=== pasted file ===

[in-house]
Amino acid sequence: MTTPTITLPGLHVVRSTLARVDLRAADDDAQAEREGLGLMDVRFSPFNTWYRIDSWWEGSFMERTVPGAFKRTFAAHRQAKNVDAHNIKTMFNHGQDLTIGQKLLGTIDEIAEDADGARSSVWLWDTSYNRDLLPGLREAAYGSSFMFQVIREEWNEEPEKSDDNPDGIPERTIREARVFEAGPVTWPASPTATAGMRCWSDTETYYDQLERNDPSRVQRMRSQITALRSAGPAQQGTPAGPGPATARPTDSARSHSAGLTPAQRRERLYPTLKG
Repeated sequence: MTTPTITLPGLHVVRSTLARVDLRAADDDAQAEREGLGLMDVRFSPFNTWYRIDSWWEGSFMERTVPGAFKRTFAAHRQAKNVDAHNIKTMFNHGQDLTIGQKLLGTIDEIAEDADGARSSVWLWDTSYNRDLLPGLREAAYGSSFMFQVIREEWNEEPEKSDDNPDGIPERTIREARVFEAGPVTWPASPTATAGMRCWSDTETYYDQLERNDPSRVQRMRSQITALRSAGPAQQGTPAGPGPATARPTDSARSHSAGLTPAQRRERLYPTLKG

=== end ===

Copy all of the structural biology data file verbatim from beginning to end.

[in-house]
Amino acid sequence: MTTPTITLPGLHVVRSTLARVDLRAADDDAQAEREGLGLMDVRFSPFNTWYRIDSWWEGSFMERTVPGAFKRTFAAHRQAKNVDAHNIKTMFNHGQDLTIGQKLLGTIDEIAEDADGARSSVWLWDTSYNRDLLPGLREAAYGSSFMFQVIREEWNEEPEKSDDNPDGIPERTIREARVFEAGPVTWPASPTATAGMRCWSDTETYYDQLERNDPSRVQRMRSQITALRSAGPAQQGTPAGPGPATARPTDSARSHSAGLTPAQRRERLYPTLKG
Repeated sequence: MTTPTITLPGLHVVRSTLARVDLRAADDDAQAEREGLGLMDVRFSPFNTWYRIDSWWEGSFMERTVPGAFKRTFAAHRQAKNVDAHNIKTMFNHGQDLTIGQKLLGTIDEIAEDADGARSSVWLWDTSYNRDLLPGLREAAYGSSFMFQVIREEWNEEPEKSDDNPDGIPERTIREARVFEAGPVTWPASPTATAGMRCWSDTETYYDQLERNDPSRVQRMRSQITALRSAGPAQQGTPAGPGPATARPTDSARSHSAGLTPAQRRERLYPTLKG